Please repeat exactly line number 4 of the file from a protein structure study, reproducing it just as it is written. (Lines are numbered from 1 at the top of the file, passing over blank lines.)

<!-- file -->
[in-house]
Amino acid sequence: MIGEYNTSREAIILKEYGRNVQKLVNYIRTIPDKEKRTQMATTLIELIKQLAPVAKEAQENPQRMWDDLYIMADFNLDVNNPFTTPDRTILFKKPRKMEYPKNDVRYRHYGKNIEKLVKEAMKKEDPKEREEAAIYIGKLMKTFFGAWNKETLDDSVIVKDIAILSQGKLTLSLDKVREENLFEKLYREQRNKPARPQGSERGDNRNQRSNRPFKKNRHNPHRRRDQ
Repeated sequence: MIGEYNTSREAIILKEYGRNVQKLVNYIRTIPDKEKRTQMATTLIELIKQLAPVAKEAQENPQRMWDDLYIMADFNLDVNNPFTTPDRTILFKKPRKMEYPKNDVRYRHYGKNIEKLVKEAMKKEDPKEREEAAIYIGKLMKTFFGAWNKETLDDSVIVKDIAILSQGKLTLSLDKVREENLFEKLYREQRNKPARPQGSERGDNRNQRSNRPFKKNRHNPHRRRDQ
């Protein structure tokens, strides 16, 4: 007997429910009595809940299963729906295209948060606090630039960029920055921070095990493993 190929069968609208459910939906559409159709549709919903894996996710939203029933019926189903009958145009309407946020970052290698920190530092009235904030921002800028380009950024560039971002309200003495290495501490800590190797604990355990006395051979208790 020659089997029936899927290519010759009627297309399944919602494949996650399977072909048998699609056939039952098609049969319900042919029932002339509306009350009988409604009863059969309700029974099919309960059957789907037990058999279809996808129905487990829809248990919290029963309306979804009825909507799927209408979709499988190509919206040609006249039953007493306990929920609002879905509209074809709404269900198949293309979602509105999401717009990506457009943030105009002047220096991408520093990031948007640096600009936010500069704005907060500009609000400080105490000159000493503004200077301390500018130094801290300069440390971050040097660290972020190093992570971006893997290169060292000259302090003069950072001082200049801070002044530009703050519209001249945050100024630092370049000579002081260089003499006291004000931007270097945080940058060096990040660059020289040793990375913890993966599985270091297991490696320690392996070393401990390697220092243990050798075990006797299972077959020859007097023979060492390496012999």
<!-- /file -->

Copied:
């Protein structure tokens, strides 16, 4: 007997429910009595809940299963729906295209948060606090630039960029920055921070095990493993 190929069968609208459910939906559409159709549709919903894996996710939203029933019926189903009958145009309407946020970052290698920190530092009235904030921002800028380009950024560039971002309200003495290495501490800590190797604990355990006395051979208790 020659089997029936899927290519010759009627297309399944919602494949996650399977072909048998699609056939039952098609049969319900042919029932002339509306009350009988409604009863059969309700029974099919309960059957789907037990058999279809996808129905487990829809248990919290029963309306979804009825909507799927209408979709499988190509919206040609006249039953007493306990929920609002879905509209074809709404269900198949293309979602509105999401717009990506457009943030105009002047220096991408520093990031948007640096600009936010500069704005907060500009609000400080105490000159000493503004200077301390500018130094801290300069440390971050040097660290972020190093992570971006893997290169060292000259302090003069950072001082200049801070002044530009703050519209001249945050100024630092370049000579002081260089003499006291004000931007270097945080940058060096990040660059020289040793990375913890993966599985270091297991490696320690392996070393401990390697220092243990050798075990006797299972077959020859007097023979060492390496012999």